Here is the part of the story that could not be included in the CPJ story about my grandma and the effect of media in Madagascar:
antique Malagasy stereo

"Growing up in Antananarivo, biweekly family reunions at my grandmother were tradition. We were about 25 gathered around the table and sharing a meal. My grandmother would rarely let anyone help her in the kitchen and would spend the whole morning cooking and making sure every single
one of us was fed and comfortable. She would listen to everyone's stories an add a few of her own that would invariably make one of her children blush. However, once the clock stroke 2:00
pm, she would drop everything, turn her radio that she purchased in the 30's and would listen religiously to a daily radio sitcom. She was not the only one, as most Malagasies would be totally sucked in by this well-produced but low-budget radio sitcom. The story tellers were brilliant, all of them with a flawless grasp of the nuances of Malagasy tradition of oral story telling.
The funny thing is, most of our written press, like in most of former French colonies, is in French and we never really question why that is or find issue with it. In fact, our embrace of the french press is reflected by my grandmother not-so-guilty pleasures of reading French popular magazines, the likes of Paris-Match and Gala. But when it came to radio, the Malagasy language ruled the air, seemingly as a tribute to this enduring tradition of oral storytelling."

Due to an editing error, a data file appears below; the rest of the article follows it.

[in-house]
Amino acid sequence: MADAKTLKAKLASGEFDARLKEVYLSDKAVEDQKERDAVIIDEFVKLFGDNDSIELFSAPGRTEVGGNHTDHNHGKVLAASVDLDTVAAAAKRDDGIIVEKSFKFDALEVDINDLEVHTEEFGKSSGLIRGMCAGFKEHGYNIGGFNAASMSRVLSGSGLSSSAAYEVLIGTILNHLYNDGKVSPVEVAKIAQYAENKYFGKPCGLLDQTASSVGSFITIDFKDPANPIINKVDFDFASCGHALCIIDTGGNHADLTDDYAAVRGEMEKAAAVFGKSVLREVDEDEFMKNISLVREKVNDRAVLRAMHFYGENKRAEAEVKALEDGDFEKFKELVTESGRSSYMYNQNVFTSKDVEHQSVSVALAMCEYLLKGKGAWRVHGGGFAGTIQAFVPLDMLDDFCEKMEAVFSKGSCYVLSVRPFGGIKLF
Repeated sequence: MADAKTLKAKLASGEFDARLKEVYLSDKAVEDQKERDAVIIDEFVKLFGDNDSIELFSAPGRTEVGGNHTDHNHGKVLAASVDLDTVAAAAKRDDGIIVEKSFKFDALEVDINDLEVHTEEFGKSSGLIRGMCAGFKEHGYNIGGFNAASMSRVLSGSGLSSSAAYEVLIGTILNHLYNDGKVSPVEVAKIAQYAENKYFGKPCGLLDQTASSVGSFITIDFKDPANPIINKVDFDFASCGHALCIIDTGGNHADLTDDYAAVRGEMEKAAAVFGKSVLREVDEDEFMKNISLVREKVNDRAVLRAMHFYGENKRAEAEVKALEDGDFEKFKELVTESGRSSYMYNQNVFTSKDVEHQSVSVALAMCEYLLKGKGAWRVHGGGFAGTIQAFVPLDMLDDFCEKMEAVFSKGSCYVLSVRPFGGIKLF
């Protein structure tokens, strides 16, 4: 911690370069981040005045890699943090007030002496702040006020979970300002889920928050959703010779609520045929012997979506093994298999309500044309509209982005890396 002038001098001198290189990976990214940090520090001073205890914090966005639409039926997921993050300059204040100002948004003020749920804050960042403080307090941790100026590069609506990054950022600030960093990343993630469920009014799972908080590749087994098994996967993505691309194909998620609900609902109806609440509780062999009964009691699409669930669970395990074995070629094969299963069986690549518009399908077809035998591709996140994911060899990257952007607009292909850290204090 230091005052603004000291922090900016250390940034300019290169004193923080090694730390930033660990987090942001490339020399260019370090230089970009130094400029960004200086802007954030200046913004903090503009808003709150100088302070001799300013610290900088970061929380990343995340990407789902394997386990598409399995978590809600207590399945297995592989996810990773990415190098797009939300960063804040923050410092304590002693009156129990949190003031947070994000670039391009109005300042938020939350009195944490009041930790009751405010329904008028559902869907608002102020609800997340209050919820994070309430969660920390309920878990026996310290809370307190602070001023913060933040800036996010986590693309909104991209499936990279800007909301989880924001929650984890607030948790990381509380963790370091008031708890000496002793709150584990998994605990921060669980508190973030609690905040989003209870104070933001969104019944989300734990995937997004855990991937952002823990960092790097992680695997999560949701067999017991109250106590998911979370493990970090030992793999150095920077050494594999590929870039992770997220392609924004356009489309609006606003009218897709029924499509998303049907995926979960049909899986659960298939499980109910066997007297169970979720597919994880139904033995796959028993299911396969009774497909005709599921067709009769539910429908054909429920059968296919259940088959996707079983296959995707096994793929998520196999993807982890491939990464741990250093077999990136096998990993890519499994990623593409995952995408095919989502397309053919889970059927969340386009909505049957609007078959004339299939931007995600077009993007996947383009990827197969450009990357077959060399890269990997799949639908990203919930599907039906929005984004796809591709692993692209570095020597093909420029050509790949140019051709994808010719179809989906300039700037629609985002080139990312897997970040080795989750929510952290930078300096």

How is that relevant to democracy and media you ask? I love my grandma but she was a hardheaded woman, it would have been difficult to change her mind on any subjects. However, evidently if the medium was right (radio sitcom), she could be an avid listener. We can reach people if we really want to but it will require more effort. If we want democracy to persist, we won't have much of a choice.

1 comment:

  1. I was more than happy to seek out this site.I wanted to thank you for this nice read!! I definitely having fun with each little bit of it and I have you bookmarked to check out new stuff you post. Anyway, in my language, there usually are not a lot good source like this.